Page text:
Material Transfer Agreements

How to obtain a Material Transfer Agreement
or a Data Use Agreement

Step One: Complete the appropriate form from the Grants and Contracts site

Step Two: Submit form (and draft MTA/DUA if you received one) to

Step Three: Obtain and submit additional documentation.  If your MTA requires additional documentation, such as IRB approval submit the contract request form early and obtain the additional approvals in parallel with contract negotiations. If you are uncertain about what additional approvals may be required, contact your assigned contract negotiator. The following are examples of approvals that may be required depending on the circumstances:

Frequently Asked Questions

Can Physicians, Researchers or Staff Sign MTAs?

MTA and DUAs are legally binding agreements and can only be signed by authorized University officials.

What is an MTA or DUA?

A Material Transfer Agreement (MTA) is a contract that documents the transfer of materials from one researcher to another. A Data Use Agreement (DUA) is a contract that documents the transfer of certain types of data from one researcher to another.

Do I need an MTA or DUA?

If you are sending or receiving materials or data (that is not already covered by another agreement), you are required to use an MTA or DUA that meets the legal and policy requirements of the University of Virginia.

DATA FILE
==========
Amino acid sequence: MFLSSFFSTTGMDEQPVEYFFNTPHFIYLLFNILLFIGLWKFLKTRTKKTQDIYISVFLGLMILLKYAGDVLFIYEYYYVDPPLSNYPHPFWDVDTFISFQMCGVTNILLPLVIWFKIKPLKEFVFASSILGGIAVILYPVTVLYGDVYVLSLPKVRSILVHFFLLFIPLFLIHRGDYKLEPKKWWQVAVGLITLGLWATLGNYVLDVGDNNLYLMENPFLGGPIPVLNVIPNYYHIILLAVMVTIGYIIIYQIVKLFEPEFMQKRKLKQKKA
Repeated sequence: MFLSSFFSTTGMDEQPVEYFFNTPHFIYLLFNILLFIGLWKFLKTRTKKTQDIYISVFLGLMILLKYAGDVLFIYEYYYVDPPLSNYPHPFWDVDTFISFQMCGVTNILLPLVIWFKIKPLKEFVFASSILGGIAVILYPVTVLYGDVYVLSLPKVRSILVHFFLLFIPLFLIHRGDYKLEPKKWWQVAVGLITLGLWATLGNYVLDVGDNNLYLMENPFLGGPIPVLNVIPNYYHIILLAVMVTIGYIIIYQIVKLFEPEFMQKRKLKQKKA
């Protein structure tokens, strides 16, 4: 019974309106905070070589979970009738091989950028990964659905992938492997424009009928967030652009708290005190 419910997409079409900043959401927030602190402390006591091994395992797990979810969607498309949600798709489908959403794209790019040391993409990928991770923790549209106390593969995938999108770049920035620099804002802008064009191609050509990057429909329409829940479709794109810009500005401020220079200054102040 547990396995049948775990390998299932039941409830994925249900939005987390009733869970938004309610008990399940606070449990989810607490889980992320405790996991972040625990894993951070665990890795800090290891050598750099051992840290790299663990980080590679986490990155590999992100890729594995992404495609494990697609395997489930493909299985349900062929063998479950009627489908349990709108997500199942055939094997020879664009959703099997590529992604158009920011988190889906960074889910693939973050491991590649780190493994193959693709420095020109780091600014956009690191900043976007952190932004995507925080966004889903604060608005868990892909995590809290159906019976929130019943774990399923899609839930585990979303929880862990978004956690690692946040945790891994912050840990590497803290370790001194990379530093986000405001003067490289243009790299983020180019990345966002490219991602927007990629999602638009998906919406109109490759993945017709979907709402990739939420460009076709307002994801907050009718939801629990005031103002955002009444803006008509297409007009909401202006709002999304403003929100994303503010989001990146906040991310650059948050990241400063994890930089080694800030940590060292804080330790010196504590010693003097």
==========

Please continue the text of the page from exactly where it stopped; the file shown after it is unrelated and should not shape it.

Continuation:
Why do we use MTAs and DUAs?

These simple contracts establish important legal rights that could significantly impact your research such as your ability to publish or preservation of your intellectual property rights. MTAs and DUAs also address regulatory compliance and liability issues.

What additional approvals might be required?

Additional approvals required will depend on the circumstances.  If materials are leaving the US, then export control review is required.  If the transfer relates to human subjects, IRB approval may be required.  In the case of data, you may be asked to obtain a determination that any Personal Health Information (PHI) has been de-identified in compliance with HIPAA. Ask your contract negotiator for guidance.